Department of Homeland Security (DHS) officials testified before Congress in April of this year that the sequester required “more than $600M in cuts across [Customs and Border Protection] CBP, affecting operations in the short, and long term.” Not only did these cuts affect travel at all U.S. ports and entry gates for foreign visitors, but CBP was forced to reduce 21,000 in flight hours for its fleet of aircraft impacting national security. The Transportation Security Act (TSA) also suffered an 8.8 percent budget cut as a result of the sequester, again hampering work at our major airports. The Maritime Administration reported in September that if the sequester continues, the Maritime Security Program could lose upwards of 15 vessels; ships in the Ready Reserve will be cut; and merchant marine jobs will be lost. The Army Corps of Engineers was similarly affected by the sequester until Defense Secretary Hagel found relief in the Pay Our Military Act allowing him to recall 400,000 furloughed civilian personnel.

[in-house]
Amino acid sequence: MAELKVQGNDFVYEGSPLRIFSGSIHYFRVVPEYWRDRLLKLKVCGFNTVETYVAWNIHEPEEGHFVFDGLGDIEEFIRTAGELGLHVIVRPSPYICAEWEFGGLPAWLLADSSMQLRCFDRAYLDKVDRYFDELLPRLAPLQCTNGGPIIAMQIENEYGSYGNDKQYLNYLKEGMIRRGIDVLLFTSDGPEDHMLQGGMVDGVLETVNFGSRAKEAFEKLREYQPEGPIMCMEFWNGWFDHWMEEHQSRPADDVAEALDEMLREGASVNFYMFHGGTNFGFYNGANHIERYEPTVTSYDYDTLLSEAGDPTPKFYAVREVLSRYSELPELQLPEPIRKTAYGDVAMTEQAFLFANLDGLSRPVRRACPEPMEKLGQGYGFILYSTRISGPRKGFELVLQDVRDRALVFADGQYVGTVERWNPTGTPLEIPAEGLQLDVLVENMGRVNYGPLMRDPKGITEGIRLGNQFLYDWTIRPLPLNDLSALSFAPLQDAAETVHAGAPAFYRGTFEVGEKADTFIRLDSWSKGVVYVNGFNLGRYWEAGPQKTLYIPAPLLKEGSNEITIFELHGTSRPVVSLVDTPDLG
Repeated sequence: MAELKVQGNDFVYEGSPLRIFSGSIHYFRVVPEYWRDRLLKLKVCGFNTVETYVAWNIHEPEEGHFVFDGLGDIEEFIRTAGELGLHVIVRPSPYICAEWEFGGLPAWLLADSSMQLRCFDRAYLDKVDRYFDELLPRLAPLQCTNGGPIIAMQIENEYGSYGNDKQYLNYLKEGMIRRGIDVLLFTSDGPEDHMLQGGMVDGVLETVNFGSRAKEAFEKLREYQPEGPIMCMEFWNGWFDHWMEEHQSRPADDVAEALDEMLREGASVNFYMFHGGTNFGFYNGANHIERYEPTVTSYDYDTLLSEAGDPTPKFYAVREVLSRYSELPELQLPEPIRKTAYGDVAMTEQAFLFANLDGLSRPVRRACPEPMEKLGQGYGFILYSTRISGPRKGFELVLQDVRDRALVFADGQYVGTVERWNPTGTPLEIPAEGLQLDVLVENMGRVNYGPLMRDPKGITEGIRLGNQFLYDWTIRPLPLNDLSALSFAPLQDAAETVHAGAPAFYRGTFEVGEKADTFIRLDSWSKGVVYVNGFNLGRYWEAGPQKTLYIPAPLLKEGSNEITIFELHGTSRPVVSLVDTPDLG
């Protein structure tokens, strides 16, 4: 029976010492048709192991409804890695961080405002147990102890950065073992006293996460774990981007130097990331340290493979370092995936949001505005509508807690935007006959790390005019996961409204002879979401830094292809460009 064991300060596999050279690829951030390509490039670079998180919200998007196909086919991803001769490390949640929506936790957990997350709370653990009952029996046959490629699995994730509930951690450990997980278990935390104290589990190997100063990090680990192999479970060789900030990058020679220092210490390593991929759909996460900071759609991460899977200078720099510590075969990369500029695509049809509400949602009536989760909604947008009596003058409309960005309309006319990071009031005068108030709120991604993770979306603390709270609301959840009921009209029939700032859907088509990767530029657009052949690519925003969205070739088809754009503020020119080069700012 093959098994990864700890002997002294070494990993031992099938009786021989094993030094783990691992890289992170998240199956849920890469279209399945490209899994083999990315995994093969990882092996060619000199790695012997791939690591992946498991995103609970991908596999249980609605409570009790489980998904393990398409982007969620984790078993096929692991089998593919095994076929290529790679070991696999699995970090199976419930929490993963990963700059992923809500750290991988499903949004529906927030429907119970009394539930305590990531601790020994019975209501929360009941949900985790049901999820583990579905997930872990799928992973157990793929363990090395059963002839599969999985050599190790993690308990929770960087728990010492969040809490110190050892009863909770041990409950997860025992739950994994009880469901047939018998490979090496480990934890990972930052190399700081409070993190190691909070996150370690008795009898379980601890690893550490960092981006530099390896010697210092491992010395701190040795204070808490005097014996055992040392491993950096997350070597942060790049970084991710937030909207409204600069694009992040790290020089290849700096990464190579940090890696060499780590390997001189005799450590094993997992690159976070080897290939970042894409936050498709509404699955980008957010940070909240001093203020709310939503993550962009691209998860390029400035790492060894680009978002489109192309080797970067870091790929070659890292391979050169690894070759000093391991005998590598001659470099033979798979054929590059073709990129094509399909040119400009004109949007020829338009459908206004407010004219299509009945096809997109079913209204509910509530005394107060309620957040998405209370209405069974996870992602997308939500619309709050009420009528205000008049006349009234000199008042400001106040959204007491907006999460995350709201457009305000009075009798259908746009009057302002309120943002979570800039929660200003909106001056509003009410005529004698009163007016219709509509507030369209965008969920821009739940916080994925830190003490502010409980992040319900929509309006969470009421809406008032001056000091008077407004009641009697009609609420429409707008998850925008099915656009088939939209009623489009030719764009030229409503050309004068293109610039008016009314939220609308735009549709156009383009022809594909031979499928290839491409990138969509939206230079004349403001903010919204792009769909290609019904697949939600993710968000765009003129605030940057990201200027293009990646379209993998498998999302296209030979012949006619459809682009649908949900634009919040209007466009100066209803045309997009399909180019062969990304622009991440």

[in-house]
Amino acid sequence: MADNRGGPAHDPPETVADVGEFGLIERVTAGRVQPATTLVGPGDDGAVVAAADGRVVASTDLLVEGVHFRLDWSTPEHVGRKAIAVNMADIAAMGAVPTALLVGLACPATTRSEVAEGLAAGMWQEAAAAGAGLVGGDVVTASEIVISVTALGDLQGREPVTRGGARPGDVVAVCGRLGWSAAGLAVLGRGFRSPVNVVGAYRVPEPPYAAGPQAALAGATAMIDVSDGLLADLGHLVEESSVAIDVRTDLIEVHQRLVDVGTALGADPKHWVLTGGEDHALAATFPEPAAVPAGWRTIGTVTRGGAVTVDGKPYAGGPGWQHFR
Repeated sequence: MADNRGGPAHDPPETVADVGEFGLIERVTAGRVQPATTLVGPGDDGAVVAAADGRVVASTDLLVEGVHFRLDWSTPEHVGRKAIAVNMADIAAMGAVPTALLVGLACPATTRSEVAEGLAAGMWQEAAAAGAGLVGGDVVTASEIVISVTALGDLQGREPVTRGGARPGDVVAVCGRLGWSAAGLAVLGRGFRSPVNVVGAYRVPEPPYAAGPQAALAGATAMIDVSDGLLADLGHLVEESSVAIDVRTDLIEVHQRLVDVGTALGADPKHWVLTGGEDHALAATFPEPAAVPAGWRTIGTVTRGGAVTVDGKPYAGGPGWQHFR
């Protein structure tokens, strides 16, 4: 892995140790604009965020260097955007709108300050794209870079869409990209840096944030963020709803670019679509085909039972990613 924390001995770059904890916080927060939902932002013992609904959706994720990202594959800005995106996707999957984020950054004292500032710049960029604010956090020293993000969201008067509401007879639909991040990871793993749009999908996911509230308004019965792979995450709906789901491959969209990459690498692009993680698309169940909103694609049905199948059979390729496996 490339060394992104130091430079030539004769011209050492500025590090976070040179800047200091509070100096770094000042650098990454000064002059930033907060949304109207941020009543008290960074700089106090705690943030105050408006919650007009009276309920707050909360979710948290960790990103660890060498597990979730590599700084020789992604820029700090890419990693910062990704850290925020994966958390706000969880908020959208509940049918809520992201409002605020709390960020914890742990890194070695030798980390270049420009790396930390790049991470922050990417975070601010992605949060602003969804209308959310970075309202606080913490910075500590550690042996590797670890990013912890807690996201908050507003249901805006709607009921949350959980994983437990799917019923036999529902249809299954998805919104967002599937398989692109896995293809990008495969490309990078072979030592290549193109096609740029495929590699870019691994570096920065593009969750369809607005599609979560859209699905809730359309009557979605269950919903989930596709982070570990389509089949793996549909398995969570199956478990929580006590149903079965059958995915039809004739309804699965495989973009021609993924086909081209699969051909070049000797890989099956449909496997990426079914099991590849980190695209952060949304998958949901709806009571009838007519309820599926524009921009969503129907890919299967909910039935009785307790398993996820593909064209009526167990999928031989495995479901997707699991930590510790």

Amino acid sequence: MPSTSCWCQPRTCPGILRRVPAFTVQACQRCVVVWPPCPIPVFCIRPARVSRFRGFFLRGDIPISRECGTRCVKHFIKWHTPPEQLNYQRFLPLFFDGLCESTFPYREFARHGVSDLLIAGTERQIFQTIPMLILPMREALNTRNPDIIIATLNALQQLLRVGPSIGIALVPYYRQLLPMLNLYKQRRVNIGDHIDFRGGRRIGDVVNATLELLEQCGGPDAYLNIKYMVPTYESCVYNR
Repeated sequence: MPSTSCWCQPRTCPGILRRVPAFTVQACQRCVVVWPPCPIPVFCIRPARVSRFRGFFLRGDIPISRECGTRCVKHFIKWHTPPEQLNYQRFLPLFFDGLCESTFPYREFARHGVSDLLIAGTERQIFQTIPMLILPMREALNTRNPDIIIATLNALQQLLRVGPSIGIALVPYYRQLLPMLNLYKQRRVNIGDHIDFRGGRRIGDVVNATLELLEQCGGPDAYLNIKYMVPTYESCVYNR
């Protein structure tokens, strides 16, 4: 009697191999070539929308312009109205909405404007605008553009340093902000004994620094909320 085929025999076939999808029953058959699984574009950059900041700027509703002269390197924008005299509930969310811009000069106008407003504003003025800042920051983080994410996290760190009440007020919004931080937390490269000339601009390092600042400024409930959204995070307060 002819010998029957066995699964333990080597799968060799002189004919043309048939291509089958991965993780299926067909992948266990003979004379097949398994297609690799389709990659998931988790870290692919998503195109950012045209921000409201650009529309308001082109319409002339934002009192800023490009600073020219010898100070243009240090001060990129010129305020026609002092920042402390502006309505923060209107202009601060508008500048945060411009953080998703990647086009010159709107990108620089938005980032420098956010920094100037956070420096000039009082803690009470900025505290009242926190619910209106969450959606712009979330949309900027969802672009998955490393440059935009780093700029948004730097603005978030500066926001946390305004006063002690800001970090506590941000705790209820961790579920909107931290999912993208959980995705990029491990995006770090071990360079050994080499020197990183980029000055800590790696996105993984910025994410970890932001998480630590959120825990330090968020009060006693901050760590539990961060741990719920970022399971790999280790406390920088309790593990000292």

Eventually Congress enacted a FY2013 Consolidated and Further Continuing Appropriations Act for the remainder of 2013. Having done this in the middle of the year made it nearly impossible for agencies to start new programs or fund any grant programs. Contracting was also severely hampered by the lack of budget certainty.
As if sequestering funds is not bad enough, the FY2014 fiscal year began with a two-week government shutdown.
On October 1, 2013, the new 2014 budget year began, but, to date, no single appropriation bill has been enacted. Once more the Congress and the White House could not agree on a budget deal in time for the new fiscal year, resulting in a two-week budget shutdown. Except for “essential” personnel, all other government personnel were furloughed, leaving most agencies without the wherewithal to manage any program. Once again, port and security projects were held up and delayed until a short term Continuing Resolution (CR) deal was passed on October 17, 2013, funding the government through January 14, 2014, and extending the debt ceiling until February 7, 2014.
According to a statement from Senator Barbara Boxer (D-CA), Chair of the Senate Committee on Environment and Public Works, the shutdown forced the Army Corps of Engineers to “completely shut down the permit process for projects nationwide…halt[ing] 650 pending actions in just one of the Corps’ 38 Districts.” Rating agencies such as Standard and Poor’s and Moody’s estimate that the shutdown cost the economy approximately $23 billion in lost economic output.